The koku economy has three currencies: the koku, already mentioned; the yuan, which is one-quarter of a koku and represents the amount of food typically consumed for a single meal; and the woolong, which represents five days' worth of koku, and is often used to measure a laborer's income when their profession is not directly tied to agriculture. In Trinity, the commonly-accepted denominations of the koku - and even the koku itself - are borrowed from agricultural terms used by clavats.

Koku currencies typically trade only with the lowest denominations of the gold economy; there is no reasonable way to translate koku currencies into mox currencies, nor vice versa, as the disparities in wealth are simply too great.

Producing Koku

Koku is produced through livestock, agriculture, and fishing. While some more powerful Force effects can outright produce koku (and indeed, some locations use the Forces to make up for a lack of food production), this is relatively uncommon.

In Trinity, an overwhelming majority of koku comes from fishing and other ocean life. Some areas have strong agricultural components, such as Colianth, and export their goods to other regions; while most temperate regions of the world can support farming, few regions have seen sufficient advancements in farming methodologies to allow for this to be anything more than subsistence. While the Forces can be used to improve farming (such as using Technological devices to speed up the process, using Natural gifts to enhance the water supply or encourage growth, or similar), these techniques can typically only be used in areas already strong in that Force, and may eventually lead to that area being turned into a materia farm instead (see Producing Mox, below).

Gold Economy


Producing Gold

More words.

Mox Economy

Mox Currencies
  Value (dp)
mox dust pinch (dp) = 1
myrrh (ounce) = 1
soul = HD of creature
concentration = 20
hope = 15

The mox economy is based on the mox dust pinch, which is roughly a pinch of mox ground into dust (hence the name). Materia of sufficient strength can be turned directly into this currency through a process similar to desynthesis, but does not require any particular power of a Force and can be done by any spark or adept.

The primary purview of the mox economy is Force items: while the most basic of Force items can be produced through simple application of a given Force, and thus can typically be done in the gold economy by paying a crafter for their time, any Force item of higher strength specifically requires mox dust as a reagent, or more exotic currencies that can directly convert into dp. As such, dp is rarely used as a currency directly, instead being a measurement of value of a given item; while some larger cities have markets in which mox dust is available (for making change or direct sale to spark craftsmen), the mox economy is much more akin to barter than to a currency-based system.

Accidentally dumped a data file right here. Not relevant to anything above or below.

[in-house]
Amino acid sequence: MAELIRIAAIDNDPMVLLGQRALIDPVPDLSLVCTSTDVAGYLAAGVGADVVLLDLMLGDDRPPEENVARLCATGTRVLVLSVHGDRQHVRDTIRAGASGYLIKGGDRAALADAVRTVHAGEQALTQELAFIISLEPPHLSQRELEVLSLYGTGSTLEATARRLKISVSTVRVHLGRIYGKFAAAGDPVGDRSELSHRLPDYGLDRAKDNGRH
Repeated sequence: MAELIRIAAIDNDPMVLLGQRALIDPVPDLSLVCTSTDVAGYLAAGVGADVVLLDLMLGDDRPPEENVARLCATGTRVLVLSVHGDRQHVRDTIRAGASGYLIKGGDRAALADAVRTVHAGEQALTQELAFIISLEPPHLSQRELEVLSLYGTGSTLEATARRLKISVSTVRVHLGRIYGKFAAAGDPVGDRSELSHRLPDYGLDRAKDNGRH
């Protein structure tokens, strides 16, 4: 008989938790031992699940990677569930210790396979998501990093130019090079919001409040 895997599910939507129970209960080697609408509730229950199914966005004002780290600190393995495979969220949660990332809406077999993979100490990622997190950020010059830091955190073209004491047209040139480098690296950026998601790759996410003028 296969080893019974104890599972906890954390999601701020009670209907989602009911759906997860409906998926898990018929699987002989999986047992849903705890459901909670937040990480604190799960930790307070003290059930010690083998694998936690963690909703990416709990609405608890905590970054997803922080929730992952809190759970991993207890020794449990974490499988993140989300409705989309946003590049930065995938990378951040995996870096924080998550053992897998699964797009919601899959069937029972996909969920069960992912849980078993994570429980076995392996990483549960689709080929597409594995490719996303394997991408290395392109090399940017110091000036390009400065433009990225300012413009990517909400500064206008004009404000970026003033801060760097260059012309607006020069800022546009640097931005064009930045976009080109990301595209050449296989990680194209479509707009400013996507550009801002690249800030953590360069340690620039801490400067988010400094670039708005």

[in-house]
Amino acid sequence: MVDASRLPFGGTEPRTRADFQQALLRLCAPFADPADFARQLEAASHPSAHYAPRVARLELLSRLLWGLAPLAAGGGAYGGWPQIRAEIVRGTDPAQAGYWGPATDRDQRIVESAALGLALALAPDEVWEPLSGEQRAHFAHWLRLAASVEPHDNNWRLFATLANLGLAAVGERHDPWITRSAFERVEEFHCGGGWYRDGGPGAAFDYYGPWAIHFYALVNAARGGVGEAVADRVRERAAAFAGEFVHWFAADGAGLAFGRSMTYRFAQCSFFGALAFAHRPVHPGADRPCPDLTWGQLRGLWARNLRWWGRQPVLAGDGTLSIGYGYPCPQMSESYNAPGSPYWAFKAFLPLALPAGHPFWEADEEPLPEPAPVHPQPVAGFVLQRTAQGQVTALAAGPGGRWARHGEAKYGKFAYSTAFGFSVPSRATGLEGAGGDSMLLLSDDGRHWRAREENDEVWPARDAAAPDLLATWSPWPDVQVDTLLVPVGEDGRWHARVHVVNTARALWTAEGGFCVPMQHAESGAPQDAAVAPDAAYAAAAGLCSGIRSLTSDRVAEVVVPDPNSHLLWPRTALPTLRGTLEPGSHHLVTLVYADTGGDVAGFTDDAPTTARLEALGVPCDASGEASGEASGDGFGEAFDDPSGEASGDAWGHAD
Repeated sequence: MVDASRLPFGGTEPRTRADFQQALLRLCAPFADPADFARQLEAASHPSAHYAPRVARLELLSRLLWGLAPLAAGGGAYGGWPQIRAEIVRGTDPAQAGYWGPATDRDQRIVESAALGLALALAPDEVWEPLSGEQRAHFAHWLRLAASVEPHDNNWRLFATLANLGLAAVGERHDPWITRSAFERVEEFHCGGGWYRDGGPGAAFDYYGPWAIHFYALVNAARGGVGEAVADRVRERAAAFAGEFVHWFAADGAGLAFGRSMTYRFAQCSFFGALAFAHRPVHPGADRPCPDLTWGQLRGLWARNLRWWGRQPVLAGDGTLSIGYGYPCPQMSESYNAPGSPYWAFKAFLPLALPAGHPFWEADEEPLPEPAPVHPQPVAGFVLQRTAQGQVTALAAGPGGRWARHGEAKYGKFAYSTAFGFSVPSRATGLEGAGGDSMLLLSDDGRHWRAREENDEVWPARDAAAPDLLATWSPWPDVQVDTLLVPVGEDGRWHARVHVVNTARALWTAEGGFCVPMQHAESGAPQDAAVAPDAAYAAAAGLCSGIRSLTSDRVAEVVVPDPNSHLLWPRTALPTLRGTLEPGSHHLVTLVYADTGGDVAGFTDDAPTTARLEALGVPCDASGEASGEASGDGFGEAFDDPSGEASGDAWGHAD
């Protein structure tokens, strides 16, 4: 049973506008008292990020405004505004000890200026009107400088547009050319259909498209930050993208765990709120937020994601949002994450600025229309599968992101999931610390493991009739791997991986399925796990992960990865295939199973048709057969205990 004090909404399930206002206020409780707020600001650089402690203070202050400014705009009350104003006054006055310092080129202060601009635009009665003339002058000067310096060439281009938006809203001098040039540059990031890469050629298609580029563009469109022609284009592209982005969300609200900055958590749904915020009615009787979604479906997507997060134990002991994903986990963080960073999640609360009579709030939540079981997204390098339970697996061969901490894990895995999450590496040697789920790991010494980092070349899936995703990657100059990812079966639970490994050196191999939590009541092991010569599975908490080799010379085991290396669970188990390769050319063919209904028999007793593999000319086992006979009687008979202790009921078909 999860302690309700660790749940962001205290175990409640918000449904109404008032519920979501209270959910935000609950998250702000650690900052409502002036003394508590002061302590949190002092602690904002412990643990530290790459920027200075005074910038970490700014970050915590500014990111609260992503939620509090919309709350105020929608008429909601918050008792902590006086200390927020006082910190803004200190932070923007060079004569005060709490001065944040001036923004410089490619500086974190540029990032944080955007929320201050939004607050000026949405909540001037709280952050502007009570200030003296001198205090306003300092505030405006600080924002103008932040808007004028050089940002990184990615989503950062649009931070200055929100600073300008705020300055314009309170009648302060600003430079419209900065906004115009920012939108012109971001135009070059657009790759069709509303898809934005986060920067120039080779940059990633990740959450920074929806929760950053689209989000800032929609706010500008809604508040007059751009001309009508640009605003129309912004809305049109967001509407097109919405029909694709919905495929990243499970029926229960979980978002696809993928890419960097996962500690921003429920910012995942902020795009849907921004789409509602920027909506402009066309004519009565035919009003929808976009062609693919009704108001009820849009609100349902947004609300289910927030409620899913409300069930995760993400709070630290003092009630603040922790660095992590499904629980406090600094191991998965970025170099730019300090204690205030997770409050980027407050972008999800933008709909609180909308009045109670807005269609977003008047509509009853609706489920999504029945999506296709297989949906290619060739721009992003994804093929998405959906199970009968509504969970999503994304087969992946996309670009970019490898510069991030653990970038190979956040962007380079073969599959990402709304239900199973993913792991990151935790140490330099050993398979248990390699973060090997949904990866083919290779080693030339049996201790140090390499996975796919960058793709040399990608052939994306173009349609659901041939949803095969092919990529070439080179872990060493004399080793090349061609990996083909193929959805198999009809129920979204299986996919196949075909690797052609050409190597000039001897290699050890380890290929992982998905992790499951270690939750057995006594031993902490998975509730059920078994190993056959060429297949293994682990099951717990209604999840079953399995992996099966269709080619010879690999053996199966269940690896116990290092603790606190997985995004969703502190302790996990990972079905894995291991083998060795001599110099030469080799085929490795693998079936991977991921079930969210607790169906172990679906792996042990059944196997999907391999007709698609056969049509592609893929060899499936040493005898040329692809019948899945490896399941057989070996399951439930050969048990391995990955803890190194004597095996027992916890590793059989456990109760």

Producing Mox

A myrrh tree.

Mox proper cannot be reliably harvested; its appearance is too unpredictable, and typically appears in relatively tiny amounts that, while worthwhile for an individual to harvest, are simply not economically valid in terms of larger political entities, especially given that the currency is rather difficult to use in lesser economies.

As an area grows in a particular Force alignment, the creatures native to that area gradually change to take on aspects of that Force. Plants are not immune to this phenomenon, though it takes a significantly longer time for the process to occur. When Force saturation reaches a critical point, some plants undergo a transformation, becoming myrrh trees. These are natural conduits for the power of a Force, and condense the local saturation into a liquid, which can be gathered from the tree; this liquid is known as myrrh. The condensation process takes an extremely long period of time, and a typical tree might make as much as an ounce of myrrh over the course of a year. Myrrh can be worked and turned into materia, or can be traded as though it were mox dust.

Such trees are rare, and thus considered great commodities; however, their presence also draws vilekin to them, and keeping a myrrh tree safe from creatures that desire to nest within its shade is a daunting task. They are also incredibly sensitive to their environs, and if the saturation of the Force that gave rise to the tree drops below a certain point, the tree will immediately wither and die. Unlike normal trees, myrrh trees are not sustained by water, air, or light, but instead by the Force that gave rise to it: as such, myrrh trees can be found in incredibly unusual places, where one would not expect to find plant life whatsoever.

Myrrh trees produce no seeds, and though they seem to grow like normal plants, they do so at an incredibly slow rate. As such, attempts at "myrrh farming" (or farming of any sort of the materials that form the basis of the mox economy) generally end in failure. Some governments have attempted to find and take over locations known to hold a myrrh tree, and some have managed to hold these locations for extended periods of time, but the more myrrh is gathered from a given tree, the more dangerous the vilekin that are drawn to it become, meaning that any such "myrrh farm" will reach a point at which its defenders can no longer hold it.